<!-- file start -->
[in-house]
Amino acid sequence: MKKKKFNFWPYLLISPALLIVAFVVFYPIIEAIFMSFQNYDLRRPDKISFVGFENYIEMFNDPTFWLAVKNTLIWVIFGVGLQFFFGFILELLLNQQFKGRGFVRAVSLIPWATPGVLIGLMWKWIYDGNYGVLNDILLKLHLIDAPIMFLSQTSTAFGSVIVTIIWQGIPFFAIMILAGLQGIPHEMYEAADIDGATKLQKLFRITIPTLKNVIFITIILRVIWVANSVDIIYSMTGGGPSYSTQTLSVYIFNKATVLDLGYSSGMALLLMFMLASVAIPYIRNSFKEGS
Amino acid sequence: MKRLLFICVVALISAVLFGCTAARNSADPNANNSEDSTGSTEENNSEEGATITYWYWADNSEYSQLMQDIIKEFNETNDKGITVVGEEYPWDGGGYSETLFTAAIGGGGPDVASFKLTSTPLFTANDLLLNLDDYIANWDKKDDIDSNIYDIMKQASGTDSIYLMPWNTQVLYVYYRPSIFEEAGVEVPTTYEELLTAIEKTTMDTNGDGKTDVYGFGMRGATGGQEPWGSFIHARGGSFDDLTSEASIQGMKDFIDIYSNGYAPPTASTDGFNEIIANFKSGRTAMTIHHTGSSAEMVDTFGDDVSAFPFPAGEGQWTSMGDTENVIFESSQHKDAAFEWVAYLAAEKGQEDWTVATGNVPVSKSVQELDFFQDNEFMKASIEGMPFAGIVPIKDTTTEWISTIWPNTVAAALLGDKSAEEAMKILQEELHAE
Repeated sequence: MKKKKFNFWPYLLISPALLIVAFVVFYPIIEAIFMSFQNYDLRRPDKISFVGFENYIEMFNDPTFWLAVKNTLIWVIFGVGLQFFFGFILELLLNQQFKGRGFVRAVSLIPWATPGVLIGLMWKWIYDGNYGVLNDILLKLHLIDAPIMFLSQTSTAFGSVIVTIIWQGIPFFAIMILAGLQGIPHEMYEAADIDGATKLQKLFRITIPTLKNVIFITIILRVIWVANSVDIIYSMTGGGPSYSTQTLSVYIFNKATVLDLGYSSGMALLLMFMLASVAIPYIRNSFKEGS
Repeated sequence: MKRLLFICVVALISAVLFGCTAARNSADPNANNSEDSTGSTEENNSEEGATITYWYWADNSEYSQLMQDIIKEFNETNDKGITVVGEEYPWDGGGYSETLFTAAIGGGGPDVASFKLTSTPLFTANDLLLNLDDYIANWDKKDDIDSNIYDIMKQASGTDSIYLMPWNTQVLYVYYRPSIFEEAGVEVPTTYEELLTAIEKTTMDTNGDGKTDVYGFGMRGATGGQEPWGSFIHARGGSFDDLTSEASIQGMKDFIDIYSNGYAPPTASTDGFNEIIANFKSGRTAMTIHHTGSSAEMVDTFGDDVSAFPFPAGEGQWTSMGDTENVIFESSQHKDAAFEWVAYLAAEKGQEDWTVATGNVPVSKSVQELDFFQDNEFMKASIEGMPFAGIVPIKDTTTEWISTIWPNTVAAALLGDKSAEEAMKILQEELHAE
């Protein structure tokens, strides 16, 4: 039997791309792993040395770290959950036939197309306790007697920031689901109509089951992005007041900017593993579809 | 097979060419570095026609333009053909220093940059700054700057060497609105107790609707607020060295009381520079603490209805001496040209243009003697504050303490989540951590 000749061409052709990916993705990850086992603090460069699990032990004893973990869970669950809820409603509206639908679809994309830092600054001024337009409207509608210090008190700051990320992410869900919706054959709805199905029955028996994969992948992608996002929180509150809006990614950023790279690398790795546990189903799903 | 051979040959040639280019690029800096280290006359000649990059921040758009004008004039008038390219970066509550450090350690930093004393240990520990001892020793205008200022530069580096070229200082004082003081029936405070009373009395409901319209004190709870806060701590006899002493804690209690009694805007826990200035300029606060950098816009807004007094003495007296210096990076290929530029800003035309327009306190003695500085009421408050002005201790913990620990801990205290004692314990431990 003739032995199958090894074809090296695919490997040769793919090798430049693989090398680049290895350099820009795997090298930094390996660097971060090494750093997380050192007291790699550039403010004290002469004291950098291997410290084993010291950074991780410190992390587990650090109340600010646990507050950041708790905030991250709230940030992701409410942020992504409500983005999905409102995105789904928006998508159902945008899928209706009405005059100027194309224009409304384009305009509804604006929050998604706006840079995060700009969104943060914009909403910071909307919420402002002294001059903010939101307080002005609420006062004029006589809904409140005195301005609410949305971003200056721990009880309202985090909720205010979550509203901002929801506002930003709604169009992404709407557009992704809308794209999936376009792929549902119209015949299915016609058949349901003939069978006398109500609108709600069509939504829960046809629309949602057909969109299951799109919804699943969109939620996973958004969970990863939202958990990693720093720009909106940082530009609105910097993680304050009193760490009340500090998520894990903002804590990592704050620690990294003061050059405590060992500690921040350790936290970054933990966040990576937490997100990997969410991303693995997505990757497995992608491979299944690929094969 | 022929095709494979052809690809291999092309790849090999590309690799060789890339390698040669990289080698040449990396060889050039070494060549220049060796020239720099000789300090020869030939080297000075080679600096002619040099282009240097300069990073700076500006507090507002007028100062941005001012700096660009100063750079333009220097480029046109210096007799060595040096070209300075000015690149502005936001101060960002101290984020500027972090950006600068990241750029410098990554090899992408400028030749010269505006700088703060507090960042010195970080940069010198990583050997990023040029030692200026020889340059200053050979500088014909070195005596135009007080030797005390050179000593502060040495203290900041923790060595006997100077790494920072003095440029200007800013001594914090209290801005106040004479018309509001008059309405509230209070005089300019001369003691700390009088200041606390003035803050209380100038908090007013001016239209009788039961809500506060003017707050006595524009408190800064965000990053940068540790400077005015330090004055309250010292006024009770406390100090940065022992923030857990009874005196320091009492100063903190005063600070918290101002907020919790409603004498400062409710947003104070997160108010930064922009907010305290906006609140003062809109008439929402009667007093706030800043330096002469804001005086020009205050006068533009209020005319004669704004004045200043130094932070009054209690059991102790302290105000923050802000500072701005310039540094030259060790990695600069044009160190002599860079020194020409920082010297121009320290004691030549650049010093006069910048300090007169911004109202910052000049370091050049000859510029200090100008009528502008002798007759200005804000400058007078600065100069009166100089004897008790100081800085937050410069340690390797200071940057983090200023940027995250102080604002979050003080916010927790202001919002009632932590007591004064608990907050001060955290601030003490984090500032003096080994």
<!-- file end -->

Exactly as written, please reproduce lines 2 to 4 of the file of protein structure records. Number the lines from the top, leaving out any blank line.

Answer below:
Amino acid sequence: MKKKKFNFWPYLLISPALLIVAFVVFYPIIEAIFMSFQNYDLRRPDKISFVGFENYIEMFNDPTFWLAVKNTLIWVIFGVGLQFFFGFILELLLNQQFKGRGFVRAVSLIPWATPGVLIGLMWKWIYDGNYGVLNDILLKLHLIDAPIMFLSQTSTAFGSVIVTIIWQGIPFFAIMILAGLQGIPHEMYEAADIDGATKLQKLFRITIPTLKNVIFITIILRVIWVANSVDIIYSMTGGGPSYSTQTLSVYIFNKATVLDLGYSSGMALLLMFMLASVAIPYIRNSFKEGS
Amino acid sequence: MKRLLFICVVALISAVLFGCTAARNSADPNANNSEDSTGSTEENNSEEGATITYWYWADNSEYSQLMQDIIKEFNETNDKGITVVGEEYPWDGGGYSETLFTAAIGGGGPDVASFKLTSTPLFTANDLLLNLDDYIANWDKKDDIDSNIYDIMKQASGTDSIYLMPWNTQVLYVYYRPSIFEEAGVEVPTTYEELLTAIEKTTMDTNGDGKTDVYGFGMRGATGGQEPWGSFIHARGGSFDDLTSEASIQGMKDFIDIYSNGYAPPTASTDGFNEIIANFKSGRTAMTIHHTGSSAEMVDTFGDDVSAFPFPAGEGQWTSMGDTENVIFESSQHKDAAFEWVAYLAAEKGQEDWTVATGNVPVSKSVQELDFFQDNEFMKASIEGMPFAGIVPIKDTTTEWISTIWPNTVAAALLGDKSAEEAMKILQEELHAE
Repeated sequence: MKKKKFNFWPYLLISPALLIVAFVVFYPIIEAIFMSFQNYDLRRPDKISFVGFENYIEMFNDPTFWLAVKNTLIWVIFGVGLQFFFGFILELLLNQQFKGRGFVRAVSLIPWATPGVLIGLMWKWIYDGNYGVLNDILLKLHLIDAPIMFLSQTSTAFGSVIVTIIWQGIPFFAIMILAGLQGIPHEMYEAADIDGATKLQKLFRITIPTLKNVIFITIILRVIWVANSVDIIYSMTGGGPSYSTQTLSVYIFNKATVLDLGYSSGMALLLMFMLASVAIPYIRNSFKEGS